Christian Streich always speaks clearly. The Freiburg coach is not shy about expressing his views in press conferences. Streich also commented on social and political issues when presented with the Julius Hirsch Award by the German Football Association. The SC Freiburg coach was awarded an honorary award. DFB president and jury member Bernd Neuendorf justified the award as follows: “This is someone who really has a vision and who embodies it, who again and again calls for this community spirit and social cohesion. And stands up for it credibly.”
This year’s main prize went to the Chemnitz district association Athletic Sonnenberg and the non-profit association ASA-FF, also based in Chemnitz. The DFB is commemorating the German-Jewish national football players who died in Auschwitz. Stritch was concerned about current developments. The football coach therefore called for a fight against anti-Semitism: “80 years after Auschwitz, things have gone in a direction where you have to say we need knowledge and education.”
Stritch was humble after the award: “I’m really happy I got the award, but the real work is being done elsewhere.” The Frankfurt trainer mentioned many volunteers who do integration work in clubs and projects. He himself is a person who answers the questions of journalists in press conferences.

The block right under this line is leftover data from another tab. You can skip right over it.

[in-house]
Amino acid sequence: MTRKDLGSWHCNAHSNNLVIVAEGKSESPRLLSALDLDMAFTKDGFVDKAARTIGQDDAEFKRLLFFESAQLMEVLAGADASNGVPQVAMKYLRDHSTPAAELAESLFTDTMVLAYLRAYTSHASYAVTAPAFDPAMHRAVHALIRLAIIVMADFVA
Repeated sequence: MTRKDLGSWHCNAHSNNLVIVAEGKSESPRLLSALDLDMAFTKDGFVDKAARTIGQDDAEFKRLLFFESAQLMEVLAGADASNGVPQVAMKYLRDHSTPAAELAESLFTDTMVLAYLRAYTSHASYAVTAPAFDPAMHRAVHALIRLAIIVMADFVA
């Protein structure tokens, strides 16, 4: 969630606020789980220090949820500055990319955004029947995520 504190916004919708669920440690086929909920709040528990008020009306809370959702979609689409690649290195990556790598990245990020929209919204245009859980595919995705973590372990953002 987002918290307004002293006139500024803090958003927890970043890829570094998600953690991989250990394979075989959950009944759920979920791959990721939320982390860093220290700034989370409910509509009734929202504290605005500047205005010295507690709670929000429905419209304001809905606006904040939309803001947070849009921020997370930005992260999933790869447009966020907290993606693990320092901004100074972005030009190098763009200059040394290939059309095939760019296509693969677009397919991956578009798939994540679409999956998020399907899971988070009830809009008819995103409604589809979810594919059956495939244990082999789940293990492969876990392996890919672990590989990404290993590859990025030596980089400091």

He also held the politicians responsible. Streich, 58, expressed criticism and said, “When I hear politicians from the so-called German center talk about imported anti-Semitism, it is more than irresponsible, it is unbelievable.” A suggestion that the Muslim people living here should simply leave the country. Then there will be no anti-Semitism in us. When such things come from the middle, we come to know where we are. And this is extremely unacceptable and dangerous. It makes you worry.”
Christian Streich also showed his team a video of Robert Habach. The economics minister spoke about relations between Germany and Israel and the protection of Jewish citizens in Germany: “The speech was so extraordinary because it set things in order. In relatively simple language. And that’s important because not everyone understands every foreign word,” Stritch said in justifying the measure. He also explained foreign words to his players because “not all young people know what the Holocaust is anymore.”